For hundreds of years, a free press has been considered an essential component of democracy. Today, however, independent media around the world face a surprising paradox: though more countries in the world are democracies than ever before, the past decade has also seen a stark rise in the number of journalists imprisoned and killed for their work. This includes not only reporters killed in wars in Iraq, Afghanistan, and elsewhere in the Middle East, but journalists covering corruption, crime, and politics in their own countries, a situation former OSCE media official Miklos Haraszti recently described as “a peacetime war on journalism.” The U.S. State Department has even launched a “Free the Press” campaign to expose the plight of imprisoned journalists.
Given the democratic gains being made around the world, this “war on journalism” comes as a surprise. And unfortunately, some of the worst abuses are happening in countries where democratic gains are still being consolidated. Thomas O. Melia, Deputy Assistant Secretary of State in the Bureau of Democracy, Human Rights, and Labor described the rise in attacks on journalists as a symptom of a creeping “majoritarianism” in these countries, where electoral politics are well-established but dissent is still not tolerated.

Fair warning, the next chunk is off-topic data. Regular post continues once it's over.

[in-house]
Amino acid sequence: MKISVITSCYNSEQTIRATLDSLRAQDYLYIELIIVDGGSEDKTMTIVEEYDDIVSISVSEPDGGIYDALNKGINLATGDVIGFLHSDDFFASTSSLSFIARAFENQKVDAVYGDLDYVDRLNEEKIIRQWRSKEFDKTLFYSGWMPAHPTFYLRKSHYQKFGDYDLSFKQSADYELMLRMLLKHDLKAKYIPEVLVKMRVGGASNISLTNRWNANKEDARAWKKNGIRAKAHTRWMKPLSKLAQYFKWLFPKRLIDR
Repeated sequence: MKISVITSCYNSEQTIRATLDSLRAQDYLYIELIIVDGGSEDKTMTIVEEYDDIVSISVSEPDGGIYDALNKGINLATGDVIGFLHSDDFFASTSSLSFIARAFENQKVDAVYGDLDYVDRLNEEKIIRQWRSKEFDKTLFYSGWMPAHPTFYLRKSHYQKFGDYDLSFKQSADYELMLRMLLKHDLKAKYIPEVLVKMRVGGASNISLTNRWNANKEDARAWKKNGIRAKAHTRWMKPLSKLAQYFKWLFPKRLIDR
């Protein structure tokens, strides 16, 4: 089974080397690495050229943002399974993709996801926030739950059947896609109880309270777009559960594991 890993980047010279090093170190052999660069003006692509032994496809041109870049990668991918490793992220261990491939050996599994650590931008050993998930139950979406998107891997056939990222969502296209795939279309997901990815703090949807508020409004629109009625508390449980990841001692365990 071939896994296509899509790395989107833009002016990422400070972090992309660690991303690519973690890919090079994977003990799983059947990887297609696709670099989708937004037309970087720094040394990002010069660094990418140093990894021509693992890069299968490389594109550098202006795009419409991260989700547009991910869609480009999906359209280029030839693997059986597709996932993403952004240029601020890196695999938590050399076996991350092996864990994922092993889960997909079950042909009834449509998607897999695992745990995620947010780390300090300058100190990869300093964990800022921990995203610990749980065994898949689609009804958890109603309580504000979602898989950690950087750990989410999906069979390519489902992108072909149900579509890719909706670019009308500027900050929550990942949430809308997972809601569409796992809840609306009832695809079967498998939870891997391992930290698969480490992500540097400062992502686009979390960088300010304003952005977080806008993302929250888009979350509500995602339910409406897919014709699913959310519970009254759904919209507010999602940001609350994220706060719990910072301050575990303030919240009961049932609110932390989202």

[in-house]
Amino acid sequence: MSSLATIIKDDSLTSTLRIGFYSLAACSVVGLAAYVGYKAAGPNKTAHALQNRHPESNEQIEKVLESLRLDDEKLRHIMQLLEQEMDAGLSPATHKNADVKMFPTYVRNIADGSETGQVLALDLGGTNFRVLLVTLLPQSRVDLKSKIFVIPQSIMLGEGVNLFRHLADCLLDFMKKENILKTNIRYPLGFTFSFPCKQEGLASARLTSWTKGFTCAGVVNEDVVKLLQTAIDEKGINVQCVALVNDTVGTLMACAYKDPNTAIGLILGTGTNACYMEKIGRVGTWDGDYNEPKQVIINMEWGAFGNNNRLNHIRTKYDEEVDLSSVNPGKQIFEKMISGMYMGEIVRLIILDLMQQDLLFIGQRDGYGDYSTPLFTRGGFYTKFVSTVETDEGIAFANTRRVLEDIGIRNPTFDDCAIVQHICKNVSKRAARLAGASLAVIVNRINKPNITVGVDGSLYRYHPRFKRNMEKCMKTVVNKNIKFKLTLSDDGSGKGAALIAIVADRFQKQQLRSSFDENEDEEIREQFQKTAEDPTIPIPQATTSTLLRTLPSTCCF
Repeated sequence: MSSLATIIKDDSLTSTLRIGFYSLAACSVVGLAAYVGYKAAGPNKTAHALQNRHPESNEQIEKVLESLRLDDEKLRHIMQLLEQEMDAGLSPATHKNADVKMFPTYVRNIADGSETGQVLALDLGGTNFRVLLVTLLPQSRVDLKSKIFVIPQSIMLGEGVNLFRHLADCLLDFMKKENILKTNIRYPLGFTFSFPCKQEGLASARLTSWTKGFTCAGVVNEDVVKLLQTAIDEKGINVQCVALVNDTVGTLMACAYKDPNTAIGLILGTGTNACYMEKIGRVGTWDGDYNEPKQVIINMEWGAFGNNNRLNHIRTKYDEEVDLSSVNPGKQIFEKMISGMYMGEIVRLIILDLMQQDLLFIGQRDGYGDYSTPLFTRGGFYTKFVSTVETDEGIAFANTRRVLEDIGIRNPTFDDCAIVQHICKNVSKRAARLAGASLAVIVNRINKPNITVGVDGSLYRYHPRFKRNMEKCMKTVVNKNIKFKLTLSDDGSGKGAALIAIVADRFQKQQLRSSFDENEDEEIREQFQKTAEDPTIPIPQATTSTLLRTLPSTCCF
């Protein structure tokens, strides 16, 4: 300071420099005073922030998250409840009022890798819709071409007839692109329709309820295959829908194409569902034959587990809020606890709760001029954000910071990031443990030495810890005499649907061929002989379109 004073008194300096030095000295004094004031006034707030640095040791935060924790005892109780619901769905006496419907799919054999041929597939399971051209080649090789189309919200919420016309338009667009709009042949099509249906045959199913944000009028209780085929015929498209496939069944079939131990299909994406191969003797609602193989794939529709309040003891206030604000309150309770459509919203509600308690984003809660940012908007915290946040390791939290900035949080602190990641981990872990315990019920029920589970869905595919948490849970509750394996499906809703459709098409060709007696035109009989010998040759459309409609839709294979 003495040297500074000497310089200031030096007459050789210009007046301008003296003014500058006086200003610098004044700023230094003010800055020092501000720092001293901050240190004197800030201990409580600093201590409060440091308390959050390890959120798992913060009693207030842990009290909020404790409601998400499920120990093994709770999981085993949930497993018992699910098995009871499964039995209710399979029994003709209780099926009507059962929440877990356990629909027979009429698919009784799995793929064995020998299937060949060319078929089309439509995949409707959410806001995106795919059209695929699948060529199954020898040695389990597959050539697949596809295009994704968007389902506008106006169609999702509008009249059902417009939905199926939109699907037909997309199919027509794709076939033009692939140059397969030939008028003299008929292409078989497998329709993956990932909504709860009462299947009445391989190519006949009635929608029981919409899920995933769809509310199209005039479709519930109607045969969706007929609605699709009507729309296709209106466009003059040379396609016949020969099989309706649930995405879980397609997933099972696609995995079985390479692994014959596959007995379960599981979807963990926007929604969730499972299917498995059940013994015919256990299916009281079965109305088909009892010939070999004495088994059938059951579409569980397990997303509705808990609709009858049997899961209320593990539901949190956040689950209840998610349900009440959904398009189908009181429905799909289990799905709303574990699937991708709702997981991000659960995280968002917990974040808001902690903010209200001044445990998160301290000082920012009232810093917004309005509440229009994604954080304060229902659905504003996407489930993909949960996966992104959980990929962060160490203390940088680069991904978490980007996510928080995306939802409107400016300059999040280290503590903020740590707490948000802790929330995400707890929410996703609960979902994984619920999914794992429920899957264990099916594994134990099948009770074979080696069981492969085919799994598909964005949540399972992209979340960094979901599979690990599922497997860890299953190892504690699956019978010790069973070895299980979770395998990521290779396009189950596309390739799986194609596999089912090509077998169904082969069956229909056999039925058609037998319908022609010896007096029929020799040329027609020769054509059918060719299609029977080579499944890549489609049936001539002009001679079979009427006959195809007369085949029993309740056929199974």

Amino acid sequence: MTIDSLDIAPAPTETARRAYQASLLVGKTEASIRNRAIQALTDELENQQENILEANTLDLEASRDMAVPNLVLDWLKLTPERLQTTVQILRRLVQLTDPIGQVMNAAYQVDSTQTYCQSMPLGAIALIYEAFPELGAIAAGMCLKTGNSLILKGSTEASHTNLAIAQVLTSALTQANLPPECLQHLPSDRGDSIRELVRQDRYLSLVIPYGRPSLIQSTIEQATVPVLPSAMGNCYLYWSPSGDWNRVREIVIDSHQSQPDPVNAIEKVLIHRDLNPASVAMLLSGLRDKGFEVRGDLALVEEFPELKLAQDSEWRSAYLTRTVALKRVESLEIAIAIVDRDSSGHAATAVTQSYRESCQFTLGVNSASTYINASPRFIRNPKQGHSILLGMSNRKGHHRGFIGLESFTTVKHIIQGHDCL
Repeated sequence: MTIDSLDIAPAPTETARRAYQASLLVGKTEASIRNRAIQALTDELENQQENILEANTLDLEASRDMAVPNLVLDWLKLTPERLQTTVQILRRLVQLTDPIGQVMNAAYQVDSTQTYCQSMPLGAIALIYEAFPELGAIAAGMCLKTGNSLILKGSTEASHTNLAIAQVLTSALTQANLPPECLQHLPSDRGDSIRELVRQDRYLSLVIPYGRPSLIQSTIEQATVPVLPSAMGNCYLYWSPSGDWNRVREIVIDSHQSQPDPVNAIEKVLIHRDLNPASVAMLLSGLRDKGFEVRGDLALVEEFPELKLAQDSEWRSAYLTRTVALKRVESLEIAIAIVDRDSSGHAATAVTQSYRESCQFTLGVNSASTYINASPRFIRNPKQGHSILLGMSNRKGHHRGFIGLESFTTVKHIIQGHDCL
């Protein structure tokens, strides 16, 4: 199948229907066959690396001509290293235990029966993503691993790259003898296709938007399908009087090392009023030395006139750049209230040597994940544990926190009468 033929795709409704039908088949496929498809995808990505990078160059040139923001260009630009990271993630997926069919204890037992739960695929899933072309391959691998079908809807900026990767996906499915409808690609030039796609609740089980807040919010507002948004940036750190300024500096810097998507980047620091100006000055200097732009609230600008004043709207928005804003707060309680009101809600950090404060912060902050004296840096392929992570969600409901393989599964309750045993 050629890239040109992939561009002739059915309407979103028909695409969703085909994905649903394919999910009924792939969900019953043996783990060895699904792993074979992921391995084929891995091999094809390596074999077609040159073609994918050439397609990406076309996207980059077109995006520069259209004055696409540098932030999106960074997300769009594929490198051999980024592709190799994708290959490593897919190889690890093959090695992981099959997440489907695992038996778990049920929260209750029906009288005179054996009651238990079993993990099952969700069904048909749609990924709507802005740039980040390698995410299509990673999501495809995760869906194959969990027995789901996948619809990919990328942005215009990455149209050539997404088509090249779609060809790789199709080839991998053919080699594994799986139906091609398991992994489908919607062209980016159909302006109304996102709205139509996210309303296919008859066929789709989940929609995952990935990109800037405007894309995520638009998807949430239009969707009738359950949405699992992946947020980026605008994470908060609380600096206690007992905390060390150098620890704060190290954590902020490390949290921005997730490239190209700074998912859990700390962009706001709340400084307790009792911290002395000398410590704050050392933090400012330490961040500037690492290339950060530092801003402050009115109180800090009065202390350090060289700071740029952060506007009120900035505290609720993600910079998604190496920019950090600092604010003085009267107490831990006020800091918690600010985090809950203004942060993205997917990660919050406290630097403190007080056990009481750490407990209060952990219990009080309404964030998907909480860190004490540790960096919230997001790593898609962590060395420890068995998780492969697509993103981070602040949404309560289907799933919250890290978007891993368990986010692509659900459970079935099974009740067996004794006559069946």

The war on journalism goes beyond the most extreme acts of murder and intimidation — journalists routinely face legal and financial pressures and other forms of intimidation that prevent them from fulfilling their vital role in the democratic process. Restrictions on blogging, Internet usage, and popular social media services also serve to stifle the voices of “citizen journalists” like those who famously participated in the Arab Spring uprisings in Tunisia, Egypt, and elsewhere.
This World Press Freedom Day, when so many democracies are flourishing yet so many journalists are in peril, it is worthwhile to reflect on the importance of the free exchange of information to a functioning democracy. The crucial feature which sets democracy apart from other political systems is the ability to self correct. Even with free and fair elections, this can’t happen if dissenting voices are stifled.
There are some bright spots, however: Freedom House noted that the biggest gains in media freedom in 2011 were seen in Egypt, Libya, and Tunisia, where long-ruling dictators were ousted in a wave of popular uprisings. So far, at least, the new governments in these countries seem to recognize — like the 18th century American and French revolutionaries — that they can’t build a democratic state without a vibrant and independent media.